AeroAstro Annual 7
Annual Report 2009-2010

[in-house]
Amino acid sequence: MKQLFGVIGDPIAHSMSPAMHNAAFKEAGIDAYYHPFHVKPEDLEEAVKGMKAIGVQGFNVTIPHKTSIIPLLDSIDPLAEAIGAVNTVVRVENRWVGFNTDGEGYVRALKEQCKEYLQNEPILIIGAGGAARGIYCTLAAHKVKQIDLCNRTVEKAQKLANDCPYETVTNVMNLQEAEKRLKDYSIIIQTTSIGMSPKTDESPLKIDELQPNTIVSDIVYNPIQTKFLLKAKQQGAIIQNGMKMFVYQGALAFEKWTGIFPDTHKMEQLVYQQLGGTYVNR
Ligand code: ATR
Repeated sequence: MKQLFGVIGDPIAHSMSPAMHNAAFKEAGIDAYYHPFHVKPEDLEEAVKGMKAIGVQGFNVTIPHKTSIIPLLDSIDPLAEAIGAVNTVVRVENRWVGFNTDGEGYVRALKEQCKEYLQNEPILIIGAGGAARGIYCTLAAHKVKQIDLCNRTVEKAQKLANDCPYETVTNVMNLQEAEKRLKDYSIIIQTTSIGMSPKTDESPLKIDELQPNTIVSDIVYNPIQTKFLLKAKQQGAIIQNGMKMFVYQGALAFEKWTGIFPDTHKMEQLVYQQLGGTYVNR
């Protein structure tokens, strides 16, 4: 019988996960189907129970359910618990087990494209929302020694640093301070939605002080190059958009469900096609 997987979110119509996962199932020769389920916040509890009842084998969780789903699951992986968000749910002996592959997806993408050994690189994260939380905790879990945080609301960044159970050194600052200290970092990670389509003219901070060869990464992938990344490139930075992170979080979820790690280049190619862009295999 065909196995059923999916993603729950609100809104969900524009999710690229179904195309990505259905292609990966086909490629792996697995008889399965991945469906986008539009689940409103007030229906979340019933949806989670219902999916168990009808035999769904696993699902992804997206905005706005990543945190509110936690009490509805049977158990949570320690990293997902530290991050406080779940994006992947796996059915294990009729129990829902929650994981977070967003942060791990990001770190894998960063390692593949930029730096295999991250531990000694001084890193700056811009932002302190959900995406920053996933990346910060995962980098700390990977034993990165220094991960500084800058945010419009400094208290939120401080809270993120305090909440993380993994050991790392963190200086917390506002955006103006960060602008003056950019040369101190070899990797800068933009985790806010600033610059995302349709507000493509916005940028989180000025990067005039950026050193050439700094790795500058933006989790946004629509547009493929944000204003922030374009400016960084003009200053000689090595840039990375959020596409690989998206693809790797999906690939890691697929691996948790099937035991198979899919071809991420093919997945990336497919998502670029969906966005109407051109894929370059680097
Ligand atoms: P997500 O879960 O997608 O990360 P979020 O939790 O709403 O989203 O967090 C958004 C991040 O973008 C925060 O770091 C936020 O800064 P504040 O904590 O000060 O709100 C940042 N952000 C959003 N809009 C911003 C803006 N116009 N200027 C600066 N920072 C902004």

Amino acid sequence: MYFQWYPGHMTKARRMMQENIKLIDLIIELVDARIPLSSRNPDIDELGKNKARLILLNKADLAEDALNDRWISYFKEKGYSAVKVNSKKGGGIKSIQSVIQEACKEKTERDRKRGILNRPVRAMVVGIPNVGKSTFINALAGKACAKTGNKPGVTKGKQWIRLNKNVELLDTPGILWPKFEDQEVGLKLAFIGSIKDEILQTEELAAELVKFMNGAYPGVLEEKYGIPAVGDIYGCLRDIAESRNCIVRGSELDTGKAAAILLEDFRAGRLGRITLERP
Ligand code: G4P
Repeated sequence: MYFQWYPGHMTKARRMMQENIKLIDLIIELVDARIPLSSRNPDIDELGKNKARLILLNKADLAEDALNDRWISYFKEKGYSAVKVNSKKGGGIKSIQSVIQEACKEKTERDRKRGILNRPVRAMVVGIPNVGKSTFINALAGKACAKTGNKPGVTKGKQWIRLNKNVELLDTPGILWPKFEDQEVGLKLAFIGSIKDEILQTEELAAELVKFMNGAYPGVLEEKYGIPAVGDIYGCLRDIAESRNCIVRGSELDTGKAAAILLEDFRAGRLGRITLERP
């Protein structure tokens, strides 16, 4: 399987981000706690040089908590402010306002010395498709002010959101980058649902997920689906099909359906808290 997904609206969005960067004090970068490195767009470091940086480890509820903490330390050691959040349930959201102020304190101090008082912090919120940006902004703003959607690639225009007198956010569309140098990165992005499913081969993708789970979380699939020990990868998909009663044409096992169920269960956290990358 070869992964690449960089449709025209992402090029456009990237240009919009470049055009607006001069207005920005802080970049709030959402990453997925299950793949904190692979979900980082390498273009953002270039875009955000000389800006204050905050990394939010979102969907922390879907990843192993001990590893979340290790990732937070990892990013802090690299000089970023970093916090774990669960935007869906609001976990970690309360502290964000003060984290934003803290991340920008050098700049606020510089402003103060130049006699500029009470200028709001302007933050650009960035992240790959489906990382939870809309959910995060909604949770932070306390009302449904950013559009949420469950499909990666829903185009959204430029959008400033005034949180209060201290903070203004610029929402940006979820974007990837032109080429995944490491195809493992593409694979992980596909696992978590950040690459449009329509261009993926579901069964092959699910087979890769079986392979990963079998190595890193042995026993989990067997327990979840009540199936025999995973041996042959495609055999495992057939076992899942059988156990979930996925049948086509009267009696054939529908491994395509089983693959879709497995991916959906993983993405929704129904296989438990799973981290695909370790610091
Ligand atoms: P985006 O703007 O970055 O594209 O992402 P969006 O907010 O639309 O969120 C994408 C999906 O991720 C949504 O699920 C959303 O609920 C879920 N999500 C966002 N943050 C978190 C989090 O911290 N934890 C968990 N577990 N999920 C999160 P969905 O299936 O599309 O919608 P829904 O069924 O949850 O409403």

51 ALUMNI INTERVIEW: John Langford Q. Could you describe the Daedalus Project? Langford: I came back to MIT in the fall of ‘81 (from a job at Lockheed) for graduate school. While I was working on my master’s, the British Aeronautical Society offered a prize called the Kremer Prize, to make a fast, human-powered airplane. “Fast” is a relative term. (Previous unmanned aircraft) had flown at about the speed you could walk. So we put a team together and did Monarch, and we actually won the prize. When that was done, we said, “Well, that was really cool.” But everything about Monarch was a compromise for speed — for speed on the plane and speed on the project. Afterward, we were sitting around kicking back and forth the ques- tion, “How good could you make one of these?” Had it advanced to the point where you could re-create the myth of Daedalus?’ We began to mention this publicly and, much to our surprise, instead of having a bunch of people scoffing, there were people around the department who thought this was pretty cool and encouraged us on. That became a three-year program that first did an airplane that was called the Michelob Light Eagle, because our first sponsor was Anheuser Busch, who underwrote the project with several hundred thousand dollars. We built the Eagle in ‘86 and in January of ‘87 we took it out to NASA Dryden (Flight Research Center in California) and it set five world records that still stand today. It still only went half the distance you’d have ALUMNI INTERVIEW JOHN LANGFORD BLENDS BUSINESS AND PASSION WITH UAVS AND ENVIRONMENTAL RESEARCH by Dick Dahl AeroAstro alumnus John Langford is the president and CEO of Aurora Flight Sciences Corp., a Virginia-based company that specializes in the design and construction of unmanned aircraft. Langford, who received his Ph.D. in aeronautics and public policy from MIT in 1987, was a member of MIT’s Monarch and Daedalus teams, which designed and built record-setting human-powered aircraft in the 1980s.